I should just call today Musical Birthdays Day because three popular singer-songwriters were born today (https://www.bookofdaystales.com/skiffle-pop-country/ ) and, to add to the coincidences, two of the most famous British conductors of all time, Thomas Beecham (1879) and Malcolm Sargent (1895), were also born on this date. I was more aware of Sargent than Beecham during their lifetimes, because Sargent was the lead conductor of the Proms until his death in 1967, and that was right around the time when I became aware of them. His death actually caused considerable debate concerning the future of the Last Night of the Proms which had become uproariously patriotic under his baton, with mass singing of Rule Britannia and Jerusalem and the like, at a time when naked jingoism was giving way to public hand wringing concerning the evils of empire and colonialism. The patriotism survived some stormy years – now tempered with flags of all nations being waved and a general air of irony mixed in with the jingoism. Of the two I tend to see Sargent as more devoted to English music and Beecham as more international. The two men were close friends and colleagues most of their lives.
Thomas Beecham inherited a baronetcy from his father but was also knighted in his own right for his work as a conductor and impresario, best known for his association with the London Philharmonic and the Royal Philharmonic orchestras. He was also closely associated with the Liverpool Philharmonic and Hallé orchestras. From the early 20th century until his death, Beecham was a major influence on the musical life of Britain and introduced audiences to works from continental Europe that had hitherto been unknown, particularly Richard Strauss, Berlioz, and Sibelius.
Beecham was born into a rich industrial family in Lancashire famous for Beecham’s pills. Although in secondary school he had shown strong interest in a musical career, his father insisted he study Classics at Oxford, which he did for two years, before leaving without a degree and pursuing conducting piecemeal. He began his career as a conductor in 1899 as an amateur (with no formal training), and as a professional in 1902. He used his access to the family fortune to finance opera from the 1910s until the 1930s, staging seasons at Covent Garden, Drury Lane and His Majesty’s Theatre with international stars, his own orchestra and a wide repertoire. Among the works he introduced to England were Richard Strauss’s Elektra, Salome and Der Rosenkavalier and three operas by Frederick Delius.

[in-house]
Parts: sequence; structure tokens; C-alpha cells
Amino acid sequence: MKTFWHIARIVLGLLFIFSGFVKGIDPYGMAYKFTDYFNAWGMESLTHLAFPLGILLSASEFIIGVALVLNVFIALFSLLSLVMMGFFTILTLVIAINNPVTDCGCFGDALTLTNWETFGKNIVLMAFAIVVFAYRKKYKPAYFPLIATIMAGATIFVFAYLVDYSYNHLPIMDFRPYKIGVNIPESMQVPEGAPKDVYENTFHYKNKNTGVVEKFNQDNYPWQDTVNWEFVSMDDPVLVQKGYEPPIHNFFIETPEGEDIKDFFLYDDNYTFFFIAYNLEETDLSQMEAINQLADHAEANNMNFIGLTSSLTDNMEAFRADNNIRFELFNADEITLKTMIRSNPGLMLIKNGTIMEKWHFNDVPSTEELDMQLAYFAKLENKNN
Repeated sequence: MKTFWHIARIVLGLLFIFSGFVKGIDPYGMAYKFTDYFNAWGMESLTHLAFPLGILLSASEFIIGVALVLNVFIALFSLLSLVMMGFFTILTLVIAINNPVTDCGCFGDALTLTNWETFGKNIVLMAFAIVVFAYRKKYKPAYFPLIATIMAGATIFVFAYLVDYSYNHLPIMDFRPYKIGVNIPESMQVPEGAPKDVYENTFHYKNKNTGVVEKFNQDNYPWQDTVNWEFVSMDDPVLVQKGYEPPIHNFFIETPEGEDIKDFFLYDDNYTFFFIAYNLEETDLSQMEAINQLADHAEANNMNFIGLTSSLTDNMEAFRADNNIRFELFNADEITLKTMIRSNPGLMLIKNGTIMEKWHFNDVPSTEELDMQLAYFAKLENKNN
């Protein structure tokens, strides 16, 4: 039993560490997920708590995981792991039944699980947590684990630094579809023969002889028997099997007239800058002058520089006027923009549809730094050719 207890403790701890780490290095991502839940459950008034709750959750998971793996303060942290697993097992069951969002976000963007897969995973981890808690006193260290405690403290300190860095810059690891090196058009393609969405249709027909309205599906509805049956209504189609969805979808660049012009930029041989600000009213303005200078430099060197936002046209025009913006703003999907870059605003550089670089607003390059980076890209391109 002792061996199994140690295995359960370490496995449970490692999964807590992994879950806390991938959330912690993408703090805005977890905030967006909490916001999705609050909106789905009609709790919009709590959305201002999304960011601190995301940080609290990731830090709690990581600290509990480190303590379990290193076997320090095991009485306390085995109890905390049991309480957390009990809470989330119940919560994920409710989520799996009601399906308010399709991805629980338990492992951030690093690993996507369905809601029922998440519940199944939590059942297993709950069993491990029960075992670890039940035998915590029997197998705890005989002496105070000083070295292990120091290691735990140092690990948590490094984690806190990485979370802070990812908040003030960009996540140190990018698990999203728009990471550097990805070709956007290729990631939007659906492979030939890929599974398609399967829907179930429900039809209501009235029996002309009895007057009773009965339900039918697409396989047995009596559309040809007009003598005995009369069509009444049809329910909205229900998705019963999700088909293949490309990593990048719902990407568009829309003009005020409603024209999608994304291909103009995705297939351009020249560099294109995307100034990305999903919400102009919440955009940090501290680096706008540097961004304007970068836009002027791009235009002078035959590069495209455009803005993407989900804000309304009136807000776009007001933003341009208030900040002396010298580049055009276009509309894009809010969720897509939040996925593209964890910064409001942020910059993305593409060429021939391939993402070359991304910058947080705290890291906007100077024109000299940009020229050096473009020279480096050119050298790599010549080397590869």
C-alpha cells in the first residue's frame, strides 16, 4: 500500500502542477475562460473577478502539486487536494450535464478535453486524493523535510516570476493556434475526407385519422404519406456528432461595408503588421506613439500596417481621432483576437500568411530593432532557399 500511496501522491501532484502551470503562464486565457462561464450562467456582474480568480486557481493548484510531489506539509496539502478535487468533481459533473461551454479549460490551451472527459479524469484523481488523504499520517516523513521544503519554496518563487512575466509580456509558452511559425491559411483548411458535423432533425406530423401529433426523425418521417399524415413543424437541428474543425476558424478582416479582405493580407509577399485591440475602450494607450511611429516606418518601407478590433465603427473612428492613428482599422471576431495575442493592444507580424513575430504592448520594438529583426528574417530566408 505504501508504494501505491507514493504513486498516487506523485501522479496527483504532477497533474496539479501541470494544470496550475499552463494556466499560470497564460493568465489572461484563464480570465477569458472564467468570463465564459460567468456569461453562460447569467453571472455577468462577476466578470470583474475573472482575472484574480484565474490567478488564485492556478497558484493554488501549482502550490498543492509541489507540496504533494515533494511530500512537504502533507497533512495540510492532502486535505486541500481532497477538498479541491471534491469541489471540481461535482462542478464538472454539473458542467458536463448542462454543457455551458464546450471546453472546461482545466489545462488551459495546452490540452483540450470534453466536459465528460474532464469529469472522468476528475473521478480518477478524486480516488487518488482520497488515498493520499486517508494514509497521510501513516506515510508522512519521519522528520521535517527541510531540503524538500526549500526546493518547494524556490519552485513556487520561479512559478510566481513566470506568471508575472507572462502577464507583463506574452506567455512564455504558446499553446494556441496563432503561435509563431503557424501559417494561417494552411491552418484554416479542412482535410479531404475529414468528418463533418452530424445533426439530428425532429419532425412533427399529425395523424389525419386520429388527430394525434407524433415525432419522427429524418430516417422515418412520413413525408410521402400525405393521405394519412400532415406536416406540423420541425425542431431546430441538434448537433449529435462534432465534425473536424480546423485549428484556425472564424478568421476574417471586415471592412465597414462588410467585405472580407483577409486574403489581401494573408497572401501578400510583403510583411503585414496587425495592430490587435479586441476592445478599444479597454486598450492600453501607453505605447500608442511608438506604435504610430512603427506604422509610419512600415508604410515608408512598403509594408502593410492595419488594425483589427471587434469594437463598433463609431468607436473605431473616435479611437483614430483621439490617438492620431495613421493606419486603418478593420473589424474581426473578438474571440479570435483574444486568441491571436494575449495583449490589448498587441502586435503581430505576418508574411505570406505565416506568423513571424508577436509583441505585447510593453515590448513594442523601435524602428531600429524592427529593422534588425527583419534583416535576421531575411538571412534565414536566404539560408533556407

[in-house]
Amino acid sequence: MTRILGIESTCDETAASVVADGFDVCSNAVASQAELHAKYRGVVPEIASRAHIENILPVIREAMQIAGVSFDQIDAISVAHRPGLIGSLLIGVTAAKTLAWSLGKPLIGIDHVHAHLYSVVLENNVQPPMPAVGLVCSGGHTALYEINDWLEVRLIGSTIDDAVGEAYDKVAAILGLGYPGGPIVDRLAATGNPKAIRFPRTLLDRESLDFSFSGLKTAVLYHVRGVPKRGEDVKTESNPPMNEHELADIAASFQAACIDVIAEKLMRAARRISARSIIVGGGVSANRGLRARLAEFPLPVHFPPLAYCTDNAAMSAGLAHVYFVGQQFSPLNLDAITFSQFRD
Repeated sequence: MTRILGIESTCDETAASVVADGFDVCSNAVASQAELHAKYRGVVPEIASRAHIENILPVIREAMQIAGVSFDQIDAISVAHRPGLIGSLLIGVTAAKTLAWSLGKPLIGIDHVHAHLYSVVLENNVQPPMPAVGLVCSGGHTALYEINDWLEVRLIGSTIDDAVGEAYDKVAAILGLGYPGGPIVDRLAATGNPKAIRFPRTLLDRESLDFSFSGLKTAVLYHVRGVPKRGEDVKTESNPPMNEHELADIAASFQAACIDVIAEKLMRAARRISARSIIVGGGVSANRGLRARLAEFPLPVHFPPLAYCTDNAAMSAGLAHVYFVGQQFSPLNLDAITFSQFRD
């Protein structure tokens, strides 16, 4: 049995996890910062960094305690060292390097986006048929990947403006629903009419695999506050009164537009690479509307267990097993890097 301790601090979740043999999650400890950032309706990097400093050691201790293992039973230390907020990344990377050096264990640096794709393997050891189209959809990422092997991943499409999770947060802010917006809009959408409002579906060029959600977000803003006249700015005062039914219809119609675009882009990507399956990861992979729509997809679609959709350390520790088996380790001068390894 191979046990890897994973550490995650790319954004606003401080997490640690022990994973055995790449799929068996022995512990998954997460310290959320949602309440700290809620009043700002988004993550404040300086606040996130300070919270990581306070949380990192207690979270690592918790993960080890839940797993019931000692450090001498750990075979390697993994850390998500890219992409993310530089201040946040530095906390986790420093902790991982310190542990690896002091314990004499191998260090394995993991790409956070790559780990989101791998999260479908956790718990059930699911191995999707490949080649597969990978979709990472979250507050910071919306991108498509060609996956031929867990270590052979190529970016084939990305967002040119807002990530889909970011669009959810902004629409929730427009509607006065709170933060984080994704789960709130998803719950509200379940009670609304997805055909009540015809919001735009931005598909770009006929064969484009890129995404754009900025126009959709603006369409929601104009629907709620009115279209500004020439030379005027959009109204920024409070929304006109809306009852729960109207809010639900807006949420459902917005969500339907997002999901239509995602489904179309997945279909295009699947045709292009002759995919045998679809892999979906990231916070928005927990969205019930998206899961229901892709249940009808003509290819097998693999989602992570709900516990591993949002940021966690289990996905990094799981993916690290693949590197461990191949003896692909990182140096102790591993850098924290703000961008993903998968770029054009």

Together with Malcolm Sargent, Beecham founded the London Philharmonic, and he conducted its first performance at the Queen’s Hall in 1932. In the 1940s he worked for three years in the United States where he was music director of the Seattle Symphony and conducted at the Metropolitan Opera. After his return to Britain, he founded the Royal Philharmonic in 1946 and conducted it until his death in 1961.
Harold Malcolm Watts Sargent began his musical career as an organist and composer but eventually became widely regarded as Britain’s leading conductor of choral works. The musical ensembles with which he was associated included the Ballets Russes, the Huddersfield Choral Society, the Royal Choral Society, the D’Oyly Carte Opera Company, and the London Philharmonic, Hallé, Liverpool Philharmonic, BBC Symphony and Royal Philharmonic orchestras. Sargent was held in high esteem by choirs and instrumental soloists, but because of his high standards and a statement that he made in a 1936 interview disputing musicians’ rights to tenure, his relationship with orchestral players was often uneasy. Despite this, he was co-founder of the London Philharmonic, was the first conductor of the Liverpool Philharmonic as a full-time ensemble, and played an important part in saving the Royal Philharmonic Orchestra from disbandment in the 1960s.
At the outbreak of the Second World War, Sargent turned down an offer of a major musical directorship in Australia and returned to the UK to bring music to as many people as possible as his contribution to national morale. His fame extended beyond the concert hall: to the British public, he was a familiar broadcaster in BBC radio talk shows, and generations of Gilbert and Sullivan devotees have known his recordings of the most popular Savoy Operas. He toured widely throughout the world and was noted for his skill as a conductor and his championship of British composers.
If I had to pick between Beecham and Sargent as personal friends there would be no contest. Both men were lifelong philanderers, which I find distasteful, but at least Beecham was discreet about his affairs, whereas Sargent flaunted them. Also, Sargent was a flagrant snob, and Beecham often chided him about his posturing. For example, Beecham once described the rising conductor Herbert von Karajan as “a kind of musical Malcolm Sargent” (translation: “like Sargent only with decent musical tastes”). In the same vein, on learning that Sargent’s car was caught in rifle fire in Palestine he noted, “I had no idea the Arabs were so musical.” Beecham did describe Sargent as “the greatest choirmaster we have ever produced.” And on another occasion he said that Sargent was “the most expert of all our conductors – myself excepted of course.”
Both Beecham and Sargent were born in the Victorian era, so you have a wide set of options for recipes. Here is a video for a nut and cream cheese sandwich, that is not commandingly brilliant, except that instead of instructions you have classical music accompanying the process: